Understanding Cancer The liver is harmful to the body

 Understanding Cancer The liver is harmful to the body

Understanding Liver Cancer

Liver cancer is a cancer that originates from the liver or liver organ. There are two classifications of liver cancer based on the location of growth or spread (metastasis), namely primary and secondary liver cancer. Primary liver cancer is a cancer that begins in the liver and includes a potentially fatal type of cancer. Secondary liver cancer starts from other body parts then spreads and grows in the liver.

One of the most common types of liver cancer is hepatocellular carcinoma (HCC) / hepatoma which is a primary liver cancer that develops from a major liver cell called hepatocytes. HCC occurs about 75% of all primary liver cancers. This cancer can be a complication of hepatitis (inflammation of the liver) and cirrhosis (normal liver tissue is replaced by scar tissue).

Secondary liver cancer is commonly named by the organ from which early cancer cell sites develop, such as metastatic colon cancer, which begins in the large intestine and then spreads to the liver. Secondary liver cancer is more common than primary liver cancer. In addition to the spread of cancer in the colon, secondary liver cancer also comes from the spread of breast, lung, pancreatic, stomach, ovarian, and skin cancers (melanoma).
Much Happens in Developing Countries

In the world, liver cancer is the fifth most common cancer among men and ninth among women. This cancer is the second most common cause of cancer deaths worldwide, after lung cancer.

About 83 percent of cases of liver cancer in the world occur in developing countries. The cause of high cases of liver cancer in developing countries is the high cases of hepatitis B and C in these countries, including in Indonesia. Whereas in developed countries such as countries in Europe, the main causes of liver cancer are high alcohol consumption and increased obesity.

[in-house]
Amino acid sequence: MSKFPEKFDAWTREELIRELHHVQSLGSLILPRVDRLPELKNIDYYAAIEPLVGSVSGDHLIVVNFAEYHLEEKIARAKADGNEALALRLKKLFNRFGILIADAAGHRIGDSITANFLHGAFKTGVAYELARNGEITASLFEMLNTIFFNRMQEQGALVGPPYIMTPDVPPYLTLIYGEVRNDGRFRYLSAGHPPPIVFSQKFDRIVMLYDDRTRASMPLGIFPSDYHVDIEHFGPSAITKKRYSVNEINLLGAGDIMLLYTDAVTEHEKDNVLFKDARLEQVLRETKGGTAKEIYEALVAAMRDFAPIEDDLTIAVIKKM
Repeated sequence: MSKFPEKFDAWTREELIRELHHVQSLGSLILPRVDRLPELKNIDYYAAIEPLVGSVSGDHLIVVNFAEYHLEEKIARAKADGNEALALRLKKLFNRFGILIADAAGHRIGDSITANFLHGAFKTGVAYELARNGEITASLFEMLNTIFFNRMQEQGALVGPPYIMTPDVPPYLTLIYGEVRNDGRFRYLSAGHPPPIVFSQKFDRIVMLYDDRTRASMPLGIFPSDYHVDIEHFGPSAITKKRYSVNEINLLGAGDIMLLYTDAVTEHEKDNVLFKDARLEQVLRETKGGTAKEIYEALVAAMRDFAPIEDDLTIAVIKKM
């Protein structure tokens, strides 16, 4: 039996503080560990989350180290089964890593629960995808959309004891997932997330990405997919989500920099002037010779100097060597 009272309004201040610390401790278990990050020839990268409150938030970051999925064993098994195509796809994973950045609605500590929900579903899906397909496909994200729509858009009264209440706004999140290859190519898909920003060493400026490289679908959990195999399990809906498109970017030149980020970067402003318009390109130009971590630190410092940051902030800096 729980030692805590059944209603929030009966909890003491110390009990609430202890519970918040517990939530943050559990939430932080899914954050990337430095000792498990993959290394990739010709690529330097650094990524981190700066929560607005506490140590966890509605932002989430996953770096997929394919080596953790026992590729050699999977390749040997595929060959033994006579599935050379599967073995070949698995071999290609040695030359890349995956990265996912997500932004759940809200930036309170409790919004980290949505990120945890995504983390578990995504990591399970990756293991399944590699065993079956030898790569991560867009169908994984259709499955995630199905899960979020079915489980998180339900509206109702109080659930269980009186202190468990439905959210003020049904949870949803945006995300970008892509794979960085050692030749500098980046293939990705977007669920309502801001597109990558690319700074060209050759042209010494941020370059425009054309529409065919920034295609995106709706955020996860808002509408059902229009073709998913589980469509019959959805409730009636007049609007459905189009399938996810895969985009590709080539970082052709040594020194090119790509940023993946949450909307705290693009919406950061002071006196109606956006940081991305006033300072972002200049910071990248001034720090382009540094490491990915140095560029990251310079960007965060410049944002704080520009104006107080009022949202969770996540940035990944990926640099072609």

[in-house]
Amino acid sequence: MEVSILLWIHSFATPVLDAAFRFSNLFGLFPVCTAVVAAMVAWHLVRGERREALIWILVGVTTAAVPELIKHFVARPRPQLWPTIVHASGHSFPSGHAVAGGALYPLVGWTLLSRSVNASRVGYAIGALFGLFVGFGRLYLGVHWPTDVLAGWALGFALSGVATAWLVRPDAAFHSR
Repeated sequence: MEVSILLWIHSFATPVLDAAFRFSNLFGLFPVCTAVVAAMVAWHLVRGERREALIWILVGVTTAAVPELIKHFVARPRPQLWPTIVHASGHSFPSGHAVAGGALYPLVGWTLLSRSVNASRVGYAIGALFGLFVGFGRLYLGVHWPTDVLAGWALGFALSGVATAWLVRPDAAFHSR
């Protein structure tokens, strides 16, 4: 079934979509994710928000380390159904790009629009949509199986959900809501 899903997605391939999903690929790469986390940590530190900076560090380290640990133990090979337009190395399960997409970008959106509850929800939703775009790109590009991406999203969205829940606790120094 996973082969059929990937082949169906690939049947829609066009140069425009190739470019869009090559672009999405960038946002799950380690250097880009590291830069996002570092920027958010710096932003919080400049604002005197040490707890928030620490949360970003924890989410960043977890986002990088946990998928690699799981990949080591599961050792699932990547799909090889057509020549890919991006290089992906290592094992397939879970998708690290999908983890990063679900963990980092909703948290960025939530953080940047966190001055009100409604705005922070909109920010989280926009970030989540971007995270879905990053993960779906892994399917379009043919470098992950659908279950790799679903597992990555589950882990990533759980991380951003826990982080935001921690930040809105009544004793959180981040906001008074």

In Indonesia, there are an estimated 18,000 new cases of liver cancer each year, based on data in 2012. This figure is expected to increase with increasing numbers of hepatitis B and C patients who currently reach 30 million inhabitants.

Important Functions of Liver Organs

With hundreds of functions performed, the liver becomes one of the most complex organs in the human body. Liver cancer is categorized as a serious disease due to inhibition of liver functions, even actually stop it. The following are some of the most important functions of the heart:

    Eliminating toxins from the body
    Digest protein and fat
    Producing a fat-busting liquid (gall) that helps digestion
    Helps control blood clots

Recognizing Liver Cancer Symptoms

Symptoms of this disease are usually in the form of general or less specific such as fatigue and nausea. Many people who just feel the symptoms clearly after the cancer reaches an advanced stage. Symptoms of liver cancer include:

    Weight loss without cause
    Jaundice (yellowing of the skin and whites of the eyes due to increased levels of bilirubin in the human body)

Causes Of Liver Cancer

The exact cause of liver cancer is still unknown, but the disease is thought to be related to tissue damage of liver cells, such as cirrhosis liver disease. Cirrhosis can be caused by hepatitis B or hepatitis C virus infection.

Hepatitis B or C sufferers of liver inflammation are at risk of triggering damage and the occurrence of scar tissue in the liver. This condition can then develop into liver cancer.

Some unhealthy habits or lifestyle can be a risk factor for liver cancer. One of them is alcohol abuse. Consuming more than the recommended amount of alcohol can cause permanent liver damage and increase the risk of liver cancer. In addition, obesity is believed to also increase the risk of liver cancer because it is closely related to non-alcoholic fatty liver disease (Non Alcoholic Fatty Liver Disease (NAFLD).

Early Cancer Diagnosis May Be Possible

If a general practitioner suspects or diagnoses you have had liver cancer, you will be referred to a specialist hospital for further examination. The sooner the disease is diagnosed, the more effective the treatment is given.

In fact only 1 in 5 people can survive, at least a year after being diagnosed with liver cancer. And only 1 in 20 people survive at least five years. This is because as many as 9 out of 10 new patients are diagnosed when the cancer already exists at an advanced stage. In most people, the cancer has grown too severe to be cured.

So that liver cancer can be diagnosed earlier, people who are at high risk of the disease are advised to examine themselves on a regular basis

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